Wednesday, 25 March 2015

Why You Should Hide Your Self

I have said that we should remain in the shadows, never explain things to women, and generally keep what is our rightfully private stuff - private. It's nobody else's business.

Over on Reddit (/r/MGTOW) we have a prime example of why:

Career Advancement as the Anti-Family Man

Where a man is asking for advice in dealing with trying to get ahead as a medical student while remaining a MGTOW and not getting punished for it by those around him:
Does anyone out there have any advice or perspective on career advancement in a field dominated by family-centric individuals? I know that there are men here who came around to MGTOW later in life, so I am also interested to know what you thought of subordinates like us. 
I am a medical student and have come to find that medicine is an even more conservative field than I had expected. I have observed that the vast majority of medical students allow their lives to be dictated by what they "should" be doing. They go to medical school because their parents want them to and a career in medicine provides reliable financial security and prestige. Once in medical school, the average student's march along the straight and narrow continues as their marriage clock goes off. The need to settle down among this group is more palpable than I have ever seen in a group of educated young people. As you can probably imagine, my classmates seem to view me with a mixture of curiosity and suspicion. Even before I had the MGTOW label to put on my personal philosophy, I quickly learned that it was best kept to myself. 
Given the attitude of my classmates, I can only imagine what doctors from the older generations must think of a man in his late 20s who is happy without a significant other. While I am almost certainly going to choose a medical specialty that complements a MGTOW lifestyle, I still have a few more hoops to jump through that will require the trust and respect of older doctors. As comfortable as I am in my own skin, I cannot help but be concerned that my evident lack of interest in life as a "family man" will hinder my career. For example, I have been told that in residency interviews, "tell me a little about yourself" is code for "are you married and do you have children" since they technically are not allowed to ask those questions.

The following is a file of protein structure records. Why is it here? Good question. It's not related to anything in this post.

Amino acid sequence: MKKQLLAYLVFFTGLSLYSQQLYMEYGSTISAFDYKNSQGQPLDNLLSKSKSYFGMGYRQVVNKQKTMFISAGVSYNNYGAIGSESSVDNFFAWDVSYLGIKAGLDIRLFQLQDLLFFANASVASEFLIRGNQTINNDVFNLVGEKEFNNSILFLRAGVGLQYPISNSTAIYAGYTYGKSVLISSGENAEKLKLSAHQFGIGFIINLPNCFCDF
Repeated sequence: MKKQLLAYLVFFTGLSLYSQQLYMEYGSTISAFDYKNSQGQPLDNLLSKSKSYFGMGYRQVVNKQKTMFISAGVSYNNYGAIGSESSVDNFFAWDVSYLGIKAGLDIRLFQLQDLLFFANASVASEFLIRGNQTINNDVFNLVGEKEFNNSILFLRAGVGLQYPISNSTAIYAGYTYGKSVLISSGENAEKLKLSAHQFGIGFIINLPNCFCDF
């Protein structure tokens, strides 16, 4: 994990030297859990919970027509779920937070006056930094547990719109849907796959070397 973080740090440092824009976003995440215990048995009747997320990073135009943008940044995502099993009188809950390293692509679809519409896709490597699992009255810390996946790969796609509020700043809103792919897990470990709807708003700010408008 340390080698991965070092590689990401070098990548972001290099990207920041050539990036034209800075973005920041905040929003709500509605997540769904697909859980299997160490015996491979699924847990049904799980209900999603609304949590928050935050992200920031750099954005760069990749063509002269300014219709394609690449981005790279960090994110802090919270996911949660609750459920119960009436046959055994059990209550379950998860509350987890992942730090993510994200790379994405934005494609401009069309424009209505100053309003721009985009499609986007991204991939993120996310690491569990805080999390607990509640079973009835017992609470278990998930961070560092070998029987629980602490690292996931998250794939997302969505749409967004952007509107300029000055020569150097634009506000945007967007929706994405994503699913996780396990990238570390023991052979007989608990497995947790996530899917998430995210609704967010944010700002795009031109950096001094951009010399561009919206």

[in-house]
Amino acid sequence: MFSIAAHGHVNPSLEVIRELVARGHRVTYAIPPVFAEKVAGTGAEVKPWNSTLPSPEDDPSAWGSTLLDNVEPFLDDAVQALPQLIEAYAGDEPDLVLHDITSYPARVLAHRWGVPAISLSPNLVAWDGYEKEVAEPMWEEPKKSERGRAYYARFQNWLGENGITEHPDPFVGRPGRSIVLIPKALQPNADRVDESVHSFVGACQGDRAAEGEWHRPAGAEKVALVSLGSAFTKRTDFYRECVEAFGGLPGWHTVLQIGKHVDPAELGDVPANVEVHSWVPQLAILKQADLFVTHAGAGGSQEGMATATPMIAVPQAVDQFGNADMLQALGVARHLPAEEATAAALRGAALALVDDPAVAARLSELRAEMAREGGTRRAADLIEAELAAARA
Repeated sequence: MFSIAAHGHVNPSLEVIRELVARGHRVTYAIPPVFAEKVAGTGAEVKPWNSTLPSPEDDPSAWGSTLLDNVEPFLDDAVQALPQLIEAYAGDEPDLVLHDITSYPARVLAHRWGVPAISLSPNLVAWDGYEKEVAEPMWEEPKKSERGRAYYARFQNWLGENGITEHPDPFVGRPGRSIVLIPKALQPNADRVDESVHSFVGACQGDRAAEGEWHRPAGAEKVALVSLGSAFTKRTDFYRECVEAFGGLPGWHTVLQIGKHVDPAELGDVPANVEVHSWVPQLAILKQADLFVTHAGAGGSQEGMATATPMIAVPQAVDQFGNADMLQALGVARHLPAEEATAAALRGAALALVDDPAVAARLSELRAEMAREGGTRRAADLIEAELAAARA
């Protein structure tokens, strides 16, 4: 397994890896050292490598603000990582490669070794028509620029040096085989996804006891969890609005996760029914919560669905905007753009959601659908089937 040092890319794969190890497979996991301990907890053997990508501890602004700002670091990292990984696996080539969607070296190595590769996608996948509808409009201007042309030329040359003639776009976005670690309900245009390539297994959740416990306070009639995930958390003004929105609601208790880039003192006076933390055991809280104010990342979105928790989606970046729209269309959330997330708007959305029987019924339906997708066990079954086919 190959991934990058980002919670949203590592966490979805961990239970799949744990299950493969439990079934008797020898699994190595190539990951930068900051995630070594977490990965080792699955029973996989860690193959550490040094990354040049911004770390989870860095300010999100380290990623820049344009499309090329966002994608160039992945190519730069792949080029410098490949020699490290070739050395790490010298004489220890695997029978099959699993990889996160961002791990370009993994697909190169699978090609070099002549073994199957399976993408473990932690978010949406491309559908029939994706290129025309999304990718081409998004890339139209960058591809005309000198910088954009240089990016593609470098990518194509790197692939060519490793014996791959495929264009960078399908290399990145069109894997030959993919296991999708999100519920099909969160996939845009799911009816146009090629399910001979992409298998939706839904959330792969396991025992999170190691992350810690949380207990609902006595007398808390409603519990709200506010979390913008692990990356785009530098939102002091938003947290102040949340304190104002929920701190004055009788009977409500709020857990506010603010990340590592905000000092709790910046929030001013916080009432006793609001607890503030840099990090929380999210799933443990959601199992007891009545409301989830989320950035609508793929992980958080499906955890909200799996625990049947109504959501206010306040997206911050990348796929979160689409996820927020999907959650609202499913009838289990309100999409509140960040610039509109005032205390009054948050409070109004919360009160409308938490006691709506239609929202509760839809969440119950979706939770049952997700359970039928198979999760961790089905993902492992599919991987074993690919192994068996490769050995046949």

This man is in a prime situation, going his own way, yet recognizes the suspicion that not being seen as conforming to the herd's expectations is likely to raise in his classmates and workmates. Thankfully one of the commentors pulls out an excellent bit of camoflage - one that I've used myself in many situations:
Blackest_Knight: Whenever I am asked about my marital status I mock women by using one of their very own excuses: "I just haven't found The One"
This is priceless. Inwardly you are mocking them, outwardly concealing yourself with the bland pap exterior that they expect of some unaware man. This soothes the alarm-bells which would otherwise go off in their head.

Best of all, you can shroud yourself in the socially-acceptable sayings of the Herd, like not managing to find The One and similar bullshit. Hell, you can date - even let them set you up with fellow-girls - only to look at them a couple of months later with a puzzled-and-sad expression as you say: "You know, I don't think you're The One for me. Pity, I kinda like you."

A socially-acceptable cutting-off-at-the-knees, one she can't really argue with. That none of 'em can. After all, they wouldn't want to get with someone who isn't The One - they'd by definition be going with second-best and no way are they gonna do that.

Hide your self. That stuff is private, none of their business. Despite what their entitled little twat mindset might delude them into believing, you don't owe them shit.


  1. Or, he could show up to whatever job interviews wearing a ring. If they are persistent in still asking marital status, he could then say he is recently divorced, wife took everything and he lives with his parents.

    1. A possibility and some people do that. I think I may have posted about it before, I have seen your suggestion out there somewhere. It is a viable option. After thinking about it I do not favor that strategy because we are then heading into potentially messy territory: explaining. (Plus getting caught out.)

      When it comes to divorce, women want all the gossip possible about what happened. So they can dispense with their shit-tastic fabulous advice, point out all the places you went wrong, all those lovely little digs that they enjoy putting out plausibly-deniably ("I didn't mean it like that!"). Then they can also feel virtuous that they've "helped" you (in the process of sticking the knife in, another self-lie), that they are not like the loser who dumped you (and thanking God for not getting involved with a loser like you who can't even keep a woman), etc etc etc.

      In the process you're having to come out with further lies to support that one lie (get caught out), perhaps become uncommunicative or say you don't want to talk about it (labelled as sullen and the like), telling them it's none of their business (labelled as rude and the like). Which is okay-ish if you don't care about what happens socially - however it doesn't sound like a great idea in the medical arena.

      Where if instead you are saying that you couldn't find The One - you are implicitly stating that your standards are high, plus she (the questioner) doesn't meet them (if she's single). It's a twofer for you. It's simple, it's easy, it goes straight into the hindbrain of the herdthink and doesn't require any further explanation at all. (Unless she's really fuckin' thick and socially clueless.)

      I'm open to other ideas of course. That's simply my reasoning. As always, each to whichever they prefer: nothing is a one-size-fits-all solution.